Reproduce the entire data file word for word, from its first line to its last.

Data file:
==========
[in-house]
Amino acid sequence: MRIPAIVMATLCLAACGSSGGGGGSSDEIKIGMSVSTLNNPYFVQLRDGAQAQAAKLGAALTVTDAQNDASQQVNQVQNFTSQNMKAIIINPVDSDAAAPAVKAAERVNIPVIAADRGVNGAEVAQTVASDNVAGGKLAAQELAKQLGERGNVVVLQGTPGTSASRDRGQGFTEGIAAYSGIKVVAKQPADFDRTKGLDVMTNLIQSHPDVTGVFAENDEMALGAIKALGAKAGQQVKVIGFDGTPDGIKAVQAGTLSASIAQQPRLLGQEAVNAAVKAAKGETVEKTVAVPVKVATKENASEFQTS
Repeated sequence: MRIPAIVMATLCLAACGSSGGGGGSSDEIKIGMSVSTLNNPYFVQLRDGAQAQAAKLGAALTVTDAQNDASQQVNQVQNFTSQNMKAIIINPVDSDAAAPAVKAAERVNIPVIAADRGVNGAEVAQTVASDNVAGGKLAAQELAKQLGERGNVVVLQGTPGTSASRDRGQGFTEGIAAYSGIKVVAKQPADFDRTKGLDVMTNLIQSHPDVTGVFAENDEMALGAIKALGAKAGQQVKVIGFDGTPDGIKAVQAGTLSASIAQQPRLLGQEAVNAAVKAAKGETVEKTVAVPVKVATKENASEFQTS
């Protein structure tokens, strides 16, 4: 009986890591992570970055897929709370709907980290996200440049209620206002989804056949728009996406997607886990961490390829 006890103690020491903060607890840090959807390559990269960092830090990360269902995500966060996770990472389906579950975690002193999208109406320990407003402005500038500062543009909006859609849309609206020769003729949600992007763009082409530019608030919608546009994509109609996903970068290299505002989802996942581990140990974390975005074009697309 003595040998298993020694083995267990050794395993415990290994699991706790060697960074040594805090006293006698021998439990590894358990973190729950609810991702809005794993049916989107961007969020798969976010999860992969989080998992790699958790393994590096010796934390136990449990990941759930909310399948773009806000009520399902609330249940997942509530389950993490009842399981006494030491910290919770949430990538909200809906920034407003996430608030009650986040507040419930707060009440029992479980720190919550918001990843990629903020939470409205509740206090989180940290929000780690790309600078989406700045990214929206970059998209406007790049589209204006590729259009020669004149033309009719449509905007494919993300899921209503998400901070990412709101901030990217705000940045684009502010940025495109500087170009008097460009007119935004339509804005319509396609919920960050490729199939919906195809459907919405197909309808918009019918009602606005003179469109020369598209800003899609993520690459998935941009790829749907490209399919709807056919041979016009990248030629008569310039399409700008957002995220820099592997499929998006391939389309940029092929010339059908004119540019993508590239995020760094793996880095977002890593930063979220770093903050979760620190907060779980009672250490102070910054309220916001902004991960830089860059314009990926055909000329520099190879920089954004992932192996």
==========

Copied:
[in-house]
Amino acid sequence: MRIPAIVMATLCLAACGSSGGGGGSSDEIKIGMSVSTLNNPYFVQLRDGAQAQAAKLGAALTVTDAQNDASQQVNQVQNFTSQNMKAIIINPVDSDAAAPAVKAAERVNIPVIAADRGVNGAEVAQTVASDNVAGGKLAAQELAKQLGERGNVVVLQGTPGTSASRDRGQGFTEGIAAYSGIKVVAKQPADFDRTKGLDVMTNLIQSHPDVTGVFAENDEMALGAIKALGAKAGQQVKVIGFDGTPDGIKAVQAGTLSASIAQQPRLLGQEAVNAAVKAAKGETVEKTVAVPVKVATKENASEFQTS
Repeated sequence: MRIPAIVMATLCLAACGSSGGGGGSSDEIKIGMSVSTLNNPYFVQLRDGAQAQAAKLGAALTVTDAQNDASQQVNQVQNFTSQNMKAIIINPVDSDAAAPAVKAAERVNIPVIAADRGVNGAEVAQTVASDNVAGGKLAAQELAKQLGERGNVVVLQGTPGTSASRDRGQGFTEGIAAYSGIKVVAKQPADFDRTKGLDVMTNLIQSHPDVTGVFAENDEMALGAIKALGAKAGQQVKVIGFDGTPDGIKAVQAGTLSASIAQQPRLLGQEAVNAAVKAAKGETVEKTVAVPVKVATKENASEFQTS
């Protein structure tokens, strides 16, 4: 009986890591992570970055897929709370709907980290996200440049209620206002989804056949728009996406997607886990961490390829 006890103690020491903060607890840090959807390559990269960092830090990360269902995500966060996770990472389906579950975690002193999208109406320990407003402005500038500062543009909006859609849309609206020769003729949600992007763009082409530019608030919608546009994509109609996903970068290299505002989802996942581990140990974390975005074009697309 003595040998298993020694083995267990050794395993415990290994699991706790060697960074040594805090006293006698021998439990590894358990973190729950609810991702809005794993049916989107961007969020798969976010999860992969989080998992790699958790393994590096010796934390136990449990990941759930909310399948773009806000009520399902609330249940997942509530389950993490009842399981006494030491910290919770949430990538909200809906920034407003996430608030009650986040507040419930707060009440029992479980720190919550918001990843990629903020939470409205509740206090989180940290929000780690790309600078989406700045990214929206970059998209406007790049589209204006590729259009020669004149033309009719449509905007494919993300899921209503998400901070990412709101901030990217705000940045684009502010940025495109500087170009008097460009007119935004339509804005319509396609919920960050490729199939919906195809459907919405197909309808918009019918009602606005003179469109020369598209800003899609993520690459998935941009790829749907490209399919709807056919041979016009990248030629008569310039399409700008957002995220820099592997499929998006391939389309940029092929010339059908004119540019993508590239995020760094793996880095977002890593930063979220770093903050979760620190907060779980009672250490102070910054309220916001902004991960830089860059314009990926055909000329520099190879920089954004992932192996």